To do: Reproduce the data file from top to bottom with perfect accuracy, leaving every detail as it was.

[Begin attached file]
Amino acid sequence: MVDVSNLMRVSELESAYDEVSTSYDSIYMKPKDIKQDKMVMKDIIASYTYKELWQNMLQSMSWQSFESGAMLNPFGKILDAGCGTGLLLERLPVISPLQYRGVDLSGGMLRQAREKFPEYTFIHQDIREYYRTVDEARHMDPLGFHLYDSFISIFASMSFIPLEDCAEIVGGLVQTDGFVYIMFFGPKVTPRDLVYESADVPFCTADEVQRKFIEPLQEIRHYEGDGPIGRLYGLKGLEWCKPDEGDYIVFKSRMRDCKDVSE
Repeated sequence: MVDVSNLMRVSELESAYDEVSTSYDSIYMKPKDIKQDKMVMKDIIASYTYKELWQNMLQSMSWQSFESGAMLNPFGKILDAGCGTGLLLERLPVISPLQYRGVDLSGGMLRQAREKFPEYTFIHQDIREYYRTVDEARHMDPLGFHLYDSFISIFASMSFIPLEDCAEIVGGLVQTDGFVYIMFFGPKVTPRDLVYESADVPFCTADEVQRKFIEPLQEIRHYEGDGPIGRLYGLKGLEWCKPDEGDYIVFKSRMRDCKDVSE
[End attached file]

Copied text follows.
Amino acid sequence: MVDVSNLMRVSELESAYDEVSTSYDSIYMKPKDIKQDKMVMKDIIASYTYKELWQNMLQSMSWQSFESGAMLNPFGKILDAGCGTGLLLERLPVISPLQYRGVDLSGGMLRQAREKFPEYTFIHQDIREYYRTVDEARHMDPLGFHLYDSFISIFASMSFIPLEDCAEIVGGLVQTDGFVYIMFFGPKVTPRDLVYESADVPFCTADEVQRKFIEPLQEIRHYEGDGPIGRLYGLKGLEWCKPDEGDYIVFKSRMRDCKDVSE
Repeated sequence: MVDVSNLMRVSELESAYDEVSTSYDSIYMKPKDIKQDKMVMKDIIASYTYKELWQNMLQSMSWQSFESGAMLNPFGKILDAGCGTGLLLERLPVISPLQYRGVDLSGGMLRQAREKFPEYTFIHQDIREYYRTVDEARHMDPLGFHLYDSFISIFASMSFIPLEDCAEIVGGLVQTDGFVYIMFFGPKVTPRDLVYESADVPFCTADEVQRKFIEPLQEIRHYEGDGPIGRLYGLKGLEWCKPDEGDYIVFKSRMRDCKDVSE